Please note the difference b/w Style.Custom and Style.InvariantCustom and Style.CultureCustom attributes:

  1. Style.Custom only returns the custom pattern string specified by you. For built-in number formats, it will return null. This property can also be used to check whether the formatting has been set (Style.Number is not 0 or Style.Custom is not empty). Style.InvariantCustom will return the same value with Style.Custom when the custom has been specified by you (Style.Custom is not empty). But for built-in number formats, Style.InvariantCustom will return the corresponding pattern string according to Workbook’s region. Here the “Invariant” means the specifiers in the pattern string are invariant, such as, ‘y’ represents the year part, ‘m’ represents the month part, …etc. Please see the corresponding API doc for reference.

  2. Moreover, Style.InvariantCustom values can be a superset of Style.Custom values. Style.InvariantCustom contains all values of Style.Custom in one workbook.

  3. For Style.InvariantCustom property, in contrast to Style.CultureCustom property, the difference is whether the format specifiers in the returned pattern sequence is locale-dependent. For example, for some regions the year part should be represented as character other than “y”, such as “j”. Then the value of Style.CultureCustom is “…jj…” but the value of Style.InvariantCustom is “…yy…”. But for the pattern sequence, such as “m/d/y” for some regions and “d/m/y” for some others, we return it according to the used locale of the workbook for both Style.InvariantCustom and Style.CultureCustom. For parts of the pattern sequences other than format specifier, they depend on many other global caches of locale information. To get the built-in pattern sequence in completely “standard” format, you should change the workbook’s locale to en-US and gather Style.InvariantCustom values together.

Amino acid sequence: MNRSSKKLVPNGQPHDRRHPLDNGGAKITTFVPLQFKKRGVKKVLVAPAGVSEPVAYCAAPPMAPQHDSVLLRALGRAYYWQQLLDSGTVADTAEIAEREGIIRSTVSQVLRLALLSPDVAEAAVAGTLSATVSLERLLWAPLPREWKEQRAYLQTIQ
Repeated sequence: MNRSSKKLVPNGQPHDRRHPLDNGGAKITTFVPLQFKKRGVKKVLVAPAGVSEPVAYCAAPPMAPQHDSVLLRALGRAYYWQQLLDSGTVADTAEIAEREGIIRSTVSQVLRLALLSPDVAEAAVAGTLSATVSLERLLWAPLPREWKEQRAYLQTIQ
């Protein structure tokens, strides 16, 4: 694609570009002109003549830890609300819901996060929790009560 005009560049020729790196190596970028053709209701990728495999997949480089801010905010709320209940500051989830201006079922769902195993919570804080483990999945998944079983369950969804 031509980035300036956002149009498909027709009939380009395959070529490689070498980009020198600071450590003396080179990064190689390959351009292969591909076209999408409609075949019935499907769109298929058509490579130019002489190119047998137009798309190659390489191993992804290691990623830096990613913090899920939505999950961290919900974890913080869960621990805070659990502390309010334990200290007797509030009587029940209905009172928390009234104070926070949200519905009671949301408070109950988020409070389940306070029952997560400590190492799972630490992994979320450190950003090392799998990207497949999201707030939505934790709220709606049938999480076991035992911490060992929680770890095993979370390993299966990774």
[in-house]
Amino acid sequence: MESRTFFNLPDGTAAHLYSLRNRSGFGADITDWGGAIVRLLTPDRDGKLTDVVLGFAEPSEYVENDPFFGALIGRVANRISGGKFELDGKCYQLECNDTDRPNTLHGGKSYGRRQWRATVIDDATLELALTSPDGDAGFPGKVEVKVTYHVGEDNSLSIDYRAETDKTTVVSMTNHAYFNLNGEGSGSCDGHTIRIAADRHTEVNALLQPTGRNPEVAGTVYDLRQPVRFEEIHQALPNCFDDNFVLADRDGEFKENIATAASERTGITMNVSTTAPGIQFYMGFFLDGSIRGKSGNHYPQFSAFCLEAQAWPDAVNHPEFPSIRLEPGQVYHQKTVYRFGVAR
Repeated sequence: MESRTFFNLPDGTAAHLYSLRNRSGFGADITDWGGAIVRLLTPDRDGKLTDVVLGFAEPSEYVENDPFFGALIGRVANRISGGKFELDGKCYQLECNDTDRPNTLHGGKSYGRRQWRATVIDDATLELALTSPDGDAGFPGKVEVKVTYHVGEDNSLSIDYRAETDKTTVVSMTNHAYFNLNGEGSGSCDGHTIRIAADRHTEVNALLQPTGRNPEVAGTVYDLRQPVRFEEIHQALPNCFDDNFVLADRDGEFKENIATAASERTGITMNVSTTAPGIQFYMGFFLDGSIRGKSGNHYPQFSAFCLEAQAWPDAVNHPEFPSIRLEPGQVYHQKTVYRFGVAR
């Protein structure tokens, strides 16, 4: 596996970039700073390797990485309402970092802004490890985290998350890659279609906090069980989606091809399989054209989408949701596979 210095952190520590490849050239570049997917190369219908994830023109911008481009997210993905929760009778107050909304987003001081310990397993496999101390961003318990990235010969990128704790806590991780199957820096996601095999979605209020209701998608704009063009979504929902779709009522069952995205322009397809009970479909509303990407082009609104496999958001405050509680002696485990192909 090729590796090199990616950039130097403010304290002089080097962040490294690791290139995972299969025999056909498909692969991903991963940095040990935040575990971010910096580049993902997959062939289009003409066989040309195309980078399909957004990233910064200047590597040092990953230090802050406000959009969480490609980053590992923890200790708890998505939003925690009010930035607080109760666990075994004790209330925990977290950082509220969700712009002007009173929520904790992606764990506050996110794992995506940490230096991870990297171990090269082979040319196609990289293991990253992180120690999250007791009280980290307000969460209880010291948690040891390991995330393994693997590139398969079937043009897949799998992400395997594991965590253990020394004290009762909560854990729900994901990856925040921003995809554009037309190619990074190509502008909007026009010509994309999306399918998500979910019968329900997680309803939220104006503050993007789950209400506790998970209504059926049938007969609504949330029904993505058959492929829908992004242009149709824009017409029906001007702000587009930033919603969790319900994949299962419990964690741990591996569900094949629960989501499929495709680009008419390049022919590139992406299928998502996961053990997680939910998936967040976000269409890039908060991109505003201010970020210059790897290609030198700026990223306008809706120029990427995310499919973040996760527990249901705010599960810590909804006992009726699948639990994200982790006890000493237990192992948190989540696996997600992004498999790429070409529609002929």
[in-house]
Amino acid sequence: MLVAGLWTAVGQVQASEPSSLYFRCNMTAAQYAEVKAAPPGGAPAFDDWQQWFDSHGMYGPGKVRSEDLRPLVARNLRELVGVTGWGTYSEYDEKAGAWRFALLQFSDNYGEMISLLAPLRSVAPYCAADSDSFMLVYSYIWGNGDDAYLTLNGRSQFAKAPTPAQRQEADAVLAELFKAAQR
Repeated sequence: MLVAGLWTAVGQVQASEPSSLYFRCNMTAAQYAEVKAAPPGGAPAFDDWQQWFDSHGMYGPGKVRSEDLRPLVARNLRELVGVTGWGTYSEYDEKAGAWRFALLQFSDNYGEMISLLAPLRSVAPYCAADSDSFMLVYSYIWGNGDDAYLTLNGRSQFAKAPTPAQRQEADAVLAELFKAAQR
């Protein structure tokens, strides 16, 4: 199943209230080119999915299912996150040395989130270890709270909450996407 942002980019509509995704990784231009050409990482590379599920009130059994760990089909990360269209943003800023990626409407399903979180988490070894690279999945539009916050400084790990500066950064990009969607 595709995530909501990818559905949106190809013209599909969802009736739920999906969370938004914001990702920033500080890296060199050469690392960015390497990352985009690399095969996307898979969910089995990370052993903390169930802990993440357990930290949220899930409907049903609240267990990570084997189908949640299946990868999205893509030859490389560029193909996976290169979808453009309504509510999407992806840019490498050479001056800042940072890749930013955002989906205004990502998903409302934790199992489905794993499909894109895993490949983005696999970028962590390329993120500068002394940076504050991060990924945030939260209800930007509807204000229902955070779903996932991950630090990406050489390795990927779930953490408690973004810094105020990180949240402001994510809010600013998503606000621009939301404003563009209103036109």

Here is some additional information about your questions:

For the number formats read from a template file, whether it is built-in or custom depends on what’s saved in the template file. If the style’s custom string has been specified in the template file, then the number format is custom. Otherwise, if the number format has been specified with a non-zero number, then it will be taken as built-in.

For the number formats set by Aspose.Cells, if they are set by Style.Number, then it will be taken as built-in. If they are set by Style.Custom/CultureCustom, then they will be taken as custom, no matter whether the custom pattern is same with one of those built-in ones. If you prefer built-in even by specifying pattern string, you may try the method:

Style.SetCustom(string custom, bool builtinPreference)

This method will check all built-in formats according to the current culture of the Workbook object, if there is matched one, then the number format will be set as the matched built-in. However, please note, this method will cause much more time cost when comparing with Style.Number and Style.Custom so it is not the proper way to set number formats for lots of objects.